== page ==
|Location||Flushing Meadows–Corona Park, Queens, New York|
|Nearest city||New York City|
|Height||140 feet (43 m)|
|Built for||1964 New York World's Fair|
|Architect||Gilmore David Clarke|
|Sculptor||American Bridge Company|
|Governing body||New York City Department of Parks and Recreation|
|Designated||October 23, 1979|
The Unisphere is a spherical stainless steel representation of the Earth in Flushing Meadows–Corona Park, in the New York City borough of Queens. The sphere, which measures 140 feet (43 m) high and 120 feet (37 m) in diameter, was designed by Gilmore D. Clarke as part of his plan for the 1964 New York World's Fair.
The Unisphere sits atop a 20-foot-tall (6.1 m) base with over 500 steel pieces representing the continents, as well as three steel rings representing the first artificial satellites orbiting Earth. Around the Unisphere is a reflecting pool measuring 310 feet (94 m) in diameter and surrounded by 48 pairs of fountainheads.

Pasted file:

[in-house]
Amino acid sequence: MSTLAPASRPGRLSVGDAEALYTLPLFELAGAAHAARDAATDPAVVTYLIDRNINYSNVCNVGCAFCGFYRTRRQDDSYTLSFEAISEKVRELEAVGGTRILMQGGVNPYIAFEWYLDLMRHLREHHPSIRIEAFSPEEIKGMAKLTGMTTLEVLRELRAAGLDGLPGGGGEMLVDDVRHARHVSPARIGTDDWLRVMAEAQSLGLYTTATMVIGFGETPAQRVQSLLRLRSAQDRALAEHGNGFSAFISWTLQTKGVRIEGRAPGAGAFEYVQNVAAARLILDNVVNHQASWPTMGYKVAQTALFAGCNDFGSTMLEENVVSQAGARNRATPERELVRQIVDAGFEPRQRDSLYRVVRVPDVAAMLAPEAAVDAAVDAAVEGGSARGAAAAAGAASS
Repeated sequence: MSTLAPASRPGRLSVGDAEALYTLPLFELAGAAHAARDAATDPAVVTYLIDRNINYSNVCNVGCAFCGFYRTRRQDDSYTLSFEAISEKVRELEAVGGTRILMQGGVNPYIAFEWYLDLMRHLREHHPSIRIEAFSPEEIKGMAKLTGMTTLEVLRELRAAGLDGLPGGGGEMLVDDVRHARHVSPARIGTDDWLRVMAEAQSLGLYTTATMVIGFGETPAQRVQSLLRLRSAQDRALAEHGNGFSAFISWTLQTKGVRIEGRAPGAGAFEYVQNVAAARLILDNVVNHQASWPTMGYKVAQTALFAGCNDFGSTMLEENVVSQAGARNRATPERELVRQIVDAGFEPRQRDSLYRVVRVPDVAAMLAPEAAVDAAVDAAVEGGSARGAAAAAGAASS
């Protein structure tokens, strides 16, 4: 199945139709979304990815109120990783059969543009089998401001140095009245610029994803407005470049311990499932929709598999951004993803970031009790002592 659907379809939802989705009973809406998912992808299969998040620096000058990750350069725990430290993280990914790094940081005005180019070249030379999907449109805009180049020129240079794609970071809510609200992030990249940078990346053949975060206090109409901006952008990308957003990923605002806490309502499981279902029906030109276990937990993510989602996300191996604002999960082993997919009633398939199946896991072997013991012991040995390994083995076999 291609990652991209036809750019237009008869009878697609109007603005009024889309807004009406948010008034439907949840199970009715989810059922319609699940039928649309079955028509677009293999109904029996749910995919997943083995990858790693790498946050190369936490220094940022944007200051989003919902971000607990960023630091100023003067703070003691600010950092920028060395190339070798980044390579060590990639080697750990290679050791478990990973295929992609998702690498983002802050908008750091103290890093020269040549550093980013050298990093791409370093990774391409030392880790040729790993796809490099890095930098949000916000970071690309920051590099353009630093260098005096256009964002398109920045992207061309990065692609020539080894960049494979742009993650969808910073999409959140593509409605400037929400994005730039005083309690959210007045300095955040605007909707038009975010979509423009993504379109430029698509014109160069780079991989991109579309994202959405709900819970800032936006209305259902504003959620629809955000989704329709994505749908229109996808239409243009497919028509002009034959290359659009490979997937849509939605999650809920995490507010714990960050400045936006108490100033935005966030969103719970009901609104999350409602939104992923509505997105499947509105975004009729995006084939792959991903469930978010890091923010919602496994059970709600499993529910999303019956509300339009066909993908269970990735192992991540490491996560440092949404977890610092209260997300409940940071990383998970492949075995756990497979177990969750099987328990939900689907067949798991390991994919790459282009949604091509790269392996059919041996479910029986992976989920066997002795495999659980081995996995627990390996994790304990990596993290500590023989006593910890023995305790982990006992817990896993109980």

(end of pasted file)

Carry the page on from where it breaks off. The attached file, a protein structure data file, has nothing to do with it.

Commissioned to celebrate the beginning of the space age, the Unisphere was conceived and constructed as the theme symbol of the 1964–1965 New York World's Fair. The theme of the World's Fair was "Peace Through Understanding" and the Unisphere represented the theme of global interdependence, being dedicated to "Man's Achievements on a Shrinking Globe in an Expanding Universe". The Unisphere was restored after the conclusion of the World's Fair, but fell into disrepair in the 1970s, and was restored in the early 1990s. The Unisphere was made a New York City designated landmark in 1995.